And then there was the music. The musicians were excellent, and the sound was fantastic. I was particularly impressed with the young chassidishe violinist who read and played his parts with the confidence of an experienced musician. Music is always enhanced by visuals, whether it is the soft candlelight of a kumzits or the smoke and laser lights of a stage show. And, as Lipa knows very well, costumes are extremely important too.
A musical is where all of these elements come together, and when they come together well, they produce art of the highest order; much more than the sum of their parts. Was Lipa successful in accomplishing this? “Lipa On Broadway” delivered some of the most spectacular visually-enhanced music in the history of Jewish music. My personal favorites were the Rebbe and chassidim singing “Kol Haneshama” and the robot-like costumes and dance movements in “Can You Hang Up The Phone” – and I don’t even like that song!
Lipa may not be a real psychologist, but he did a really good job reflecting some important issues we as a community have to face. He may not be a credentialed rebbe, but in “Lipa On Broadway” he is teaching us by example how to channel creativity towards avodas Hashem without letting the harsh judgments of others get in the way.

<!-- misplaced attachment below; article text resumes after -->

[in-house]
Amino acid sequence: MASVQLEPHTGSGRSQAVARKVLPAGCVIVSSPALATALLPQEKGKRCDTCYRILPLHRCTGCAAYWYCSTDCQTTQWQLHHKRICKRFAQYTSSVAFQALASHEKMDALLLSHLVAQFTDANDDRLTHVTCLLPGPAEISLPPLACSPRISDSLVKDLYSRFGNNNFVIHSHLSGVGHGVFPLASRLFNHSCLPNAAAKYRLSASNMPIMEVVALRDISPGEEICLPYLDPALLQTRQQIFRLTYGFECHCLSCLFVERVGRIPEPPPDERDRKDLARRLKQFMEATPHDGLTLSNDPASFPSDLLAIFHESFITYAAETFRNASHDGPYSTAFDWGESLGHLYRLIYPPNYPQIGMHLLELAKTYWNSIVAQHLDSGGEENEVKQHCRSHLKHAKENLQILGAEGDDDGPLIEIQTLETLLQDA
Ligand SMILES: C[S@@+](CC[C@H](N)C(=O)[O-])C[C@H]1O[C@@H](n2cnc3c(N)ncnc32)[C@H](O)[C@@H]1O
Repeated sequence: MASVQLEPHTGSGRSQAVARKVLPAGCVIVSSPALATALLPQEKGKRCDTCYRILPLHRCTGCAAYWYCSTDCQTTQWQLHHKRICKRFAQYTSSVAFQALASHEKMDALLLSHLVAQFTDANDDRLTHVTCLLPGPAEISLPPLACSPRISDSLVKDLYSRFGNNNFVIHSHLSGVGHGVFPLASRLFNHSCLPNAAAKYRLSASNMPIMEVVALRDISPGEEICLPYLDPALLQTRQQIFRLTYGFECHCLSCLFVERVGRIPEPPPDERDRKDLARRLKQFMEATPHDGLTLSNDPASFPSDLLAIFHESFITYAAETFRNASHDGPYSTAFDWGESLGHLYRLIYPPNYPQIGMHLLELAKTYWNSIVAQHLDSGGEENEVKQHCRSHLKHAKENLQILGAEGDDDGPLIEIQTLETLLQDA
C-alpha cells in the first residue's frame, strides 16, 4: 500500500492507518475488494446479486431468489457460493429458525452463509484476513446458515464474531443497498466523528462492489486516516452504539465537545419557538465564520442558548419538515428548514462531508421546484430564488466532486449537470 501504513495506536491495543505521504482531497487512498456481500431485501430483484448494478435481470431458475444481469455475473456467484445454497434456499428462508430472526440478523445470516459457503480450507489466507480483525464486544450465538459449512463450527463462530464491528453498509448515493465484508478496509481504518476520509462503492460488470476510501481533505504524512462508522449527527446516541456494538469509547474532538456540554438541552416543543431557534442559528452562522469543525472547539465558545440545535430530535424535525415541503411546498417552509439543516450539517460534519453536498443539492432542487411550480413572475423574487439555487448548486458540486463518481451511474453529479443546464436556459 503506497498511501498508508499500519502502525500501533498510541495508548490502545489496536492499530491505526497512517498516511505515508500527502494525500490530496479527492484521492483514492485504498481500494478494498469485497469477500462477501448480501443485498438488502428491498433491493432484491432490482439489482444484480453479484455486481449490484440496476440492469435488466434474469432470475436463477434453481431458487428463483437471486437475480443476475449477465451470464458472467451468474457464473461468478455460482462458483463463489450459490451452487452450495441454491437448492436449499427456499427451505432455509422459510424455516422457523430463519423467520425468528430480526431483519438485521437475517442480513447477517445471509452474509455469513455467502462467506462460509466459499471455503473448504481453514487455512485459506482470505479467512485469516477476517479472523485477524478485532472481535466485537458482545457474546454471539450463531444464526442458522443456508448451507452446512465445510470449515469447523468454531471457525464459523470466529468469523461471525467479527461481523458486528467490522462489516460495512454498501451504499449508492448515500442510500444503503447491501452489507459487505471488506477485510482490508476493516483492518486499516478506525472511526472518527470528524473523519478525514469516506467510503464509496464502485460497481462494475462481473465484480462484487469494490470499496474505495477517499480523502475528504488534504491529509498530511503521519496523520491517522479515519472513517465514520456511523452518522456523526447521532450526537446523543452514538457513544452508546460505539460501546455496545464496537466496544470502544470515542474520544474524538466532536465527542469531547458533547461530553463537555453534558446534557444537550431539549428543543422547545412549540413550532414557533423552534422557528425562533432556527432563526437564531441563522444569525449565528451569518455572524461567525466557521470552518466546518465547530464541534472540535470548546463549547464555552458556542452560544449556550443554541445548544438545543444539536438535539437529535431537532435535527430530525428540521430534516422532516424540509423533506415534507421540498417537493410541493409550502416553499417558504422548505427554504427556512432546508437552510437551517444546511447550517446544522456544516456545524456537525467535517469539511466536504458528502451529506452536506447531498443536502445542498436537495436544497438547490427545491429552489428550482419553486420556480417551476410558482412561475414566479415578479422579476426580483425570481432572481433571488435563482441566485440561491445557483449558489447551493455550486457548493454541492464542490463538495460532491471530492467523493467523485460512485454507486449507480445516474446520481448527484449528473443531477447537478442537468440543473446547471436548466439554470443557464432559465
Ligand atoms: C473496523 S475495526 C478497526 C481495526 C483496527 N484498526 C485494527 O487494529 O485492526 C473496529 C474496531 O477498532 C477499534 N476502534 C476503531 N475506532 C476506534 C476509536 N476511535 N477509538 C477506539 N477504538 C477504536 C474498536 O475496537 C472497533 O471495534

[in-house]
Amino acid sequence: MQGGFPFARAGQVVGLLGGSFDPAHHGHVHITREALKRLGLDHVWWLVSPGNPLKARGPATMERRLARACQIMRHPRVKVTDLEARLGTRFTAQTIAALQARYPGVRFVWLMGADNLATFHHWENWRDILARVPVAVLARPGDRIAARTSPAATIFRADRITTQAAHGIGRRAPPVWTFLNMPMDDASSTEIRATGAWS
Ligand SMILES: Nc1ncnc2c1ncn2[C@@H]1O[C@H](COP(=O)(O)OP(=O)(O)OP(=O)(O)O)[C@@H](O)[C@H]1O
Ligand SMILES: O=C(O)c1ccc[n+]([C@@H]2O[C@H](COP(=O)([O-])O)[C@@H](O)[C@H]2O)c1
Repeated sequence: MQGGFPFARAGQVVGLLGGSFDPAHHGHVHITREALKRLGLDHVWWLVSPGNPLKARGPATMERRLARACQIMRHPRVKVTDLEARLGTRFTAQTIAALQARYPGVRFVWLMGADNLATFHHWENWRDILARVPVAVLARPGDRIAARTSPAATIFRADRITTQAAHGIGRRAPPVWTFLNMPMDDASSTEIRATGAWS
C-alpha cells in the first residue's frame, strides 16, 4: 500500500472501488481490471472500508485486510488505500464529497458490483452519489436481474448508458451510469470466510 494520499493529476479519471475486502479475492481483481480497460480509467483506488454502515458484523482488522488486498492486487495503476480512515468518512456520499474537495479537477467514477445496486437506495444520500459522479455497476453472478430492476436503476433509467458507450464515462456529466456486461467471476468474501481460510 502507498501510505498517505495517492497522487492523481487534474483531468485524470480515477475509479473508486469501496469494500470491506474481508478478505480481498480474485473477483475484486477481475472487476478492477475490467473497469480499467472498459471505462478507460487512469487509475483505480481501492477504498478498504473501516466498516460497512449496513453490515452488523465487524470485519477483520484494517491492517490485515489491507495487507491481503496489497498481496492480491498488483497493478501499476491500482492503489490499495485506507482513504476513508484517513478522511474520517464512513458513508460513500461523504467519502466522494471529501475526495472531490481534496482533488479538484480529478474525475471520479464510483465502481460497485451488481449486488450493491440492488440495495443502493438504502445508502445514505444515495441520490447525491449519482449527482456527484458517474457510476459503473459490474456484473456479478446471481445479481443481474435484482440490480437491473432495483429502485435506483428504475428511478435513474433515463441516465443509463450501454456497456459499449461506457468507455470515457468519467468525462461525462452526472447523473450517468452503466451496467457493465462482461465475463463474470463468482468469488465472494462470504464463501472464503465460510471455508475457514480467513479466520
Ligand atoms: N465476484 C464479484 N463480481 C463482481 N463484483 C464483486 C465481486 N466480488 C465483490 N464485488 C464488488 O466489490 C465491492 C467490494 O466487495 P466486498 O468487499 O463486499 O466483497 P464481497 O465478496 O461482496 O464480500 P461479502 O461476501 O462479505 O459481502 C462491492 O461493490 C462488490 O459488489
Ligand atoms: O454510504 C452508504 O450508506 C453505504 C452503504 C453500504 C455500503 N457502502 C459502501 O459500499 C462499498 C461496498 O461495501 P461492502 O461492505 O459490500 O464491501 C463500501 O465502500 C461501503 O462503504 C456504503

About the Author: Rabbi Shmuel Skaist, a close talmid of R’ Shlomo Friefeld, zt”l, is a speaker and musician and has been teaching Torah and been involved in kiruv across the U.S. and Israel for 25 years. He is the rosh yeshiva of The Yeshiva at IDT and a senior lecturer at Ohr Naava.
If you don't see your comment after publishing it, refresh the page.
Our comments section is intended for meaningful responses and debates in a civilized manner. We ask that you respect the fact that we are a religious Jewish website and avoid inappropriate language at all cost.
If you promote any foreign religions, gods or messiahs, lies about Israel, anti-Semitism, or advocate violence (except against terrorists), your permission to comment may be revoked.